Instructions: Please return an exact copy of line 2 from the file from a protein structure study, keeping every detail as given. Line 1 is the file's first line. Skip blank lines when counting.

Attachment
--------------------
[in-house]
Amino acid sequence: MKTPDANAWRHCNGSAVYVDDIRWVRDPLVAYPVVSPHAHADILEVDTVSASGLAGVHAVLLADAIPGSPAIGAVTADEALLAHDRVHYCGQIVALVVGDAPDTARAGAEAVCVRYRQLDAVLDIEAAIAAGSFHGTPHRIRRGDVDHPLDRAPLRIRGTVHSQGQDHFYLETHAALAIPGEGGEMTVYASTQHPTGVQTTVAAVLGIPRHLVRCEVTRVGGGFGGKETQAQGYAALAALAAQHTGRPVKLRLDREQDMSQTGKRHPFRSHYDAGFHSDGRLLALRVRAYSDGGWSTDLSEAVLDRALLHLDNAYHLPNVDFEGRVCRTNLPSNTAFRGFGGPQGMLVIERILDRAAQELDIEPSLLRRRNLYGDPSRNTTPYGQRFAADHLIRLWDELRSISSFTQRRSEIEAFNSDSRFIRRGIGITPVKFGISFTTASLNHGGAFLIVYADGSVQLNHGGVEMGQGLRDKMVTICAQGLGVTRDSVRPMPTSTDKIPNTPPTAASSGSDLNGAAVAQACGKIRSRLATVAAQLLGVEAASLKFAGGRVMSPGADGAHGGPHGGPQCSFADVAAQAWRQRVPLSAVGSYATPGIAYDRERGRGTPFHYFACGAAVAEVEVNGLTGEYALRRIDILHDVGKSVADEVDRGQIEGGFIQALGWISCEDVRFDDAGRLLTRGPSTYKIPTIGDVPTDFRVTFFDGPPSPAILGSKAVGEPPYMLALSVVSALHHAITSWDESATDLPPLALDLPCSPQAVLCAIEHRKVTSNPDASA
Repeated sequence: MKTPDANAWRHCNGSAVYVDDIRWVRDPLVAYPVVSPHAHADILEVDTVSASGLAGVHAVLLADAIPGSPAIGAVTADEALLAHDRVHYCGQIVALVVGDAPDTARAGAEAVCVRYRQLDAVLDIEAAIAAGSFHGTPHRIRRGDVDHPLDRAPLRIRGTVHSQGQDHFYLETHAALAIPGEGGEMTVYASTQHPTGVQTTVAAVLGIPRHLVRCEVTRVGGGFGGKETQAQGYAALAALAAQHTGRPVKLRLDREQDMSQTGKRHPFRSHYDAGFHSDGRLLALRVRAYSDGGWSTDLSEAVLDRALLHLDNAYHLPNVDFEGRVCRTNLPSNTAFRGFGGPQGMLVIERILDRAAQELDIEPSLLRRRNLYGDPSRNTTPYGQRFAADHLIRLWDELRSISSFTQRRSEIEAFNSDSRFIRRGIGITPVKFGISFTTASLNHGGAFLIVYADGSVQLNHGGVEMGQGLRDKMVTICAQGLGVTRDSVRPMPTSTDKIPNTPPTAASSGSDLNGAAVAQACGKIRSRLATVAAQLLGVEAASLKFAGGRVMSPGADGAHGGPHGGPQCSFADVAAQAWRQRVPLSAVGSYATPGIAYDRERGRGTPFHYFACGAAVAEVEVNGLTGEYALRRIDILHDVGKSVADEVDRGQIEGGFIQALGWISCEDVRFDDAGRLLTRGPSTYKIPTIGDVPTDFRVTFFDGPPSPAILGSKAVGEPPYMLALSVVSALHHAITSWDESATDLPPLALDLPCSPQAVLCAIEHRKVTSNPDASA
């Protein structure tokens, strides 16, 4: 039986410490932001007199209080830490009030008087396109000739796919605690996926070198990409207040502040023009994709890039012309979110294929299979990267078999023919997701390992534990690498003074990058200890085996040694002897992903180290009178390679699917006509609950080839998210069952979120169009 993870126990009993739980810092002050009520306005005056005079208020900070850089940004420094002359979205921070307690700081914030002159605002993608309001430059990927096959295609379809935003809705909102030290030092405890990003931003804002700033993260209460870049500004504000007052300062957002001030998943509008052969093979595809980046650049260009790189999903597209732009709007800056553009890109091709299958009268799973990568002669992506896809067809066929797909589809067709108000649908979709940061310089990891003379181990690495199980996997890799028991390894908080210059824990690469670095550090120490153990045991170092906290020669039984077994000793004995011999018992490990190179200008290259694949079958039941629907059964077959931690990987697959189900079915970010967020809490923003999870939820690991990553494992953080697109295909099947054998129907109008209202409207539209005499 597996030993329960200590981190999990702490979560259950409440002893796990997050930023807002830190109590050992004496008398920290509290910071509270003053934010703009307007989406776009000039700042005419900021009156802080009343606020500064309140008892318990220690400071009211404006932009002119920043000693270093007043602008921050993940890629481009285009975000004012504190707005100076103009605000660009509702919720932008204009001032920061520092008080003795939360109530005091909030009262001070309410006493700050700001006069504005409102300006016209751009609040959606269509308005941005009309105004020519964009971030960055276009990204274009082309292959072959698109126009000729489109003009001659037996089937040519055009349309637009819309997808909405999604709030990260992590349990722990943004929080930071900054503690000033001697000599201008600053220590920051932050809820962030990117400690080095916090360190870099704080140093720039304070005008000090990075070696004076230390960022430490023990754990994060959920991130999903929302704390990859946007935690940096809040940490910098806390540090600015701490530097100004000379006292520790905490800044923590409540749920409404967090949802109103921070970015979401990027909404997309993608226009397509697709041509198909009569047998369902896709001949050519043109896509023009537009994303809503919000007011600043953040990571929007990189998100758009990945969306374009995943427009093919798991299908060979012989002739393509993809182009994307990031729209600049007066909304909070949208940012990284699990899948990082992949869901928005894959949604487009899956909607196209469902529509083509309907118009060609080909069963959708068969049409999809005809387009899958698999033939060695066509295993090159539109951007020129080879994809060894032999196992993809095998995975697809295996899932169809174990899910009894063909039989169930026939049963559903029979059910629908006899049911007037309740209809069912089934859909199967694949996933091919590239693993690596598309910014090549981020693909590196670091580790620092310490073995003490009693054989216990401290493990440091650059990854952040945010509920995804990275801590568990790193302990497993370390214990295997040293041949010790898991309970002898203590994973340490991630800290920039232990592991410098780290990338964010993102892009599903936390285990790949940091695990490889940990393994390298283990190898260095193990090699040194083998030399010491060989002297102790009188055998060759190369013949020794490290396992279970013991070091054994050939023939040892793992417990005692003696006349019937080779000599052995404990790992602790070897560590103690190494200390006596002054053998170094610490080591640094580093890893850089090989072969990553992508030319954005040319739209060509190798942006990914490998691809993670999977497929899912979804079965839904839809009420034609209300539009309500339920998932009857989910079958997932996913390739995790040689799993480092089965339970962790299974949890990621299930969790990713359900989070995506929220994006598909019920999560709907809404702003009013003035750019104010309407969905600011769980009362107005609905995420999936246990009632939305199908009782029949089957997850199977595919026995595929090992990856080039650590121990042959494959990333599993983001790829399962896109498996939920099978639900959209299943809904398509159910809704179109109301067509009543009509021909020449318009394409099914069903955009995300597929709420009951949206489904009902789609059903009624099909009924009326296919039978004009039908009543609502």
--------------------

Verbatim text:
Amino acid sequence: MKTPDANAWRHCNGSAVYVDDIRWVRDPLVAYPVVSPHAHADILEVDTVSASGLAGVHAVLLADAIPGSPAIGAVTADEALLAHDRVHYCGQIVALVVGDAPDTARAGAEAVCVRYRQLDAVLDIEAAIAAGSFHGTPHRIRRGDVDHPLDRAPLRIRGTVHSQGQDHFYLETHAALAIPGEGGEMTVYASTQHPTGVQTTVAAVLGIPRHLVRCEVTRVGGGFGGKETQAQGYAALAALAAQHTGRPVKLRLDREQDMSQTGKRHPFRSHYDAGFHSDGRLLALRVRAYSDGGWSTDLSEAVLDRALLHLDNAYHLPNVDFEGRVCRTNLPSNTAFRGFGGPQGMLVIERILDRAAQELDIEPSLLRRRNLYGDPSRNTTPYGQRFAADHLIRLWDELRSISSFTQRRSEIEAFNSDSRFIRRGIGITPVKFGISFTTASLNHGGAFLIVYADGSVQLNHGGVEMGQGLRDKMVTICAQGLGVTRDSVRPMPTSTDKIPNTPPTAASSGSDLNGAAVAQACGKIRSRLATVAAQLLGVEAASLKFAGGRVMSPGADGAHGGPHGGPQCSFADVAAQAWRQRVPLSAVGSYATPGIAYDRERGRGTPFHYFACGAAVAEVEVNGLTGEYALRRIDILHDVGKSVADEVDRGQIEGGFIQALGWISCEDVRFDDAGRLLTRGPSTYKIPTIGDVPTDFRVTFFDGPPSPAILGSKAVGEPPYMLALSVVSALHHAITSWDESATDLPPLALDLPCSPQAVLCAIEHRKVTSNPDASA